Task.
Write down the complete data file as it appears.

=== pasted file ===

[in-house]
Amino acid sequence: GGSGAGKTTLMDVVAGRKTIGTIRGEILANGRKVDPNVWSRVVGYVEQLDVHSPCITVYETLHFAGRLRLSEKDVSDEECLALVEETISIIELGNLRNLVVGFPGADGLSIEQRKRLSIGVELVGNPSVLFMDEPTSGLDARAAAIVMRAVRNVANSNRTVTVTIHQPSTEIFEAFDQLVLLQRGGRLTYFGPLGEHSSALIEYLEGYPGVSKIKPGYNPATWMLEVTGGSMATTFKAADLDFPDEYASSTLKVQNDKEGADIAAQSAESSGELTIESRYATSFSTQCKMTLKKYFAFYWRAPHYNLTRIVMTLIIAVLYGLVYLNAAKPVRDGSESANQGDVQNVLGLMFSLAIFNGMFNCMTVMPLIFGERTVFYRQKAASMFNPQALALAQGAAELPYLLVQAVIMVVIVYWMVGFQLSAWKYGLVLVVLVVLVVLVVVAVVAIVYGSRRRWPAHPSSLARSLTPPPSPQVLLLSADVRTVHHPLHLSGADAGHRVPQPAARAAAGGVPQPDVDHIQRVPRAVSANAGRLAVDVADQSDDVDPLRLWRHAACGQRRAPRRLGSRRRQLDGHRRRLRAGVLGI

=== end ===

[in-house]
Amino acid sequence: GGSGAGKTTLMDVVAGRKTIGTIRGEILANGRKVDPNVWSRVVGYVEQLDVHSPCITVYETLHFAGRLRLSEKDVSDEECLALVEETISIIELGNLRNLVVGFPGADGLSIEQRKRLSIGVELVGNPSVLFMDEPTSGLDARAAAIVMRAVRNVANSNRTVTVTIHQPSTEIFEAFDQLVLLQRGGRLTYFGPLGEHSSALIEYLEGYPGVSKIKPGYNPATWMLEVTGGSMATTFKAADLDFPDEYASSTLKVQNDKEGADIAAQSAESSGELTIESRYATSFSTQCKMTLKKYFAFYWRAPHYNLTRIVMTLIIAVLYGLVYLNAAKPVRDGSESANQGDVQNVLGLMFSLAIFNGMFNCMTVMPLIFGERTVFYRQKAASMFNPQALALAQGAAELPYLLVQAVIMVVIVYWMVGFQLSAWKYGLVLVVLVVLVVLVVVAVVAIVYGSRRRWPAHPSSLARSLTPPPSPQVLLLSADVRTVHHPLHLSGADAGHRVPQPAARAAAGGVPQPDVDHIQRVPRAVSANAGRLAVDVADQSDDVDPLRLWRHAACGQRRAPRRLGSRRRQLDGHRRRLRAGVLGI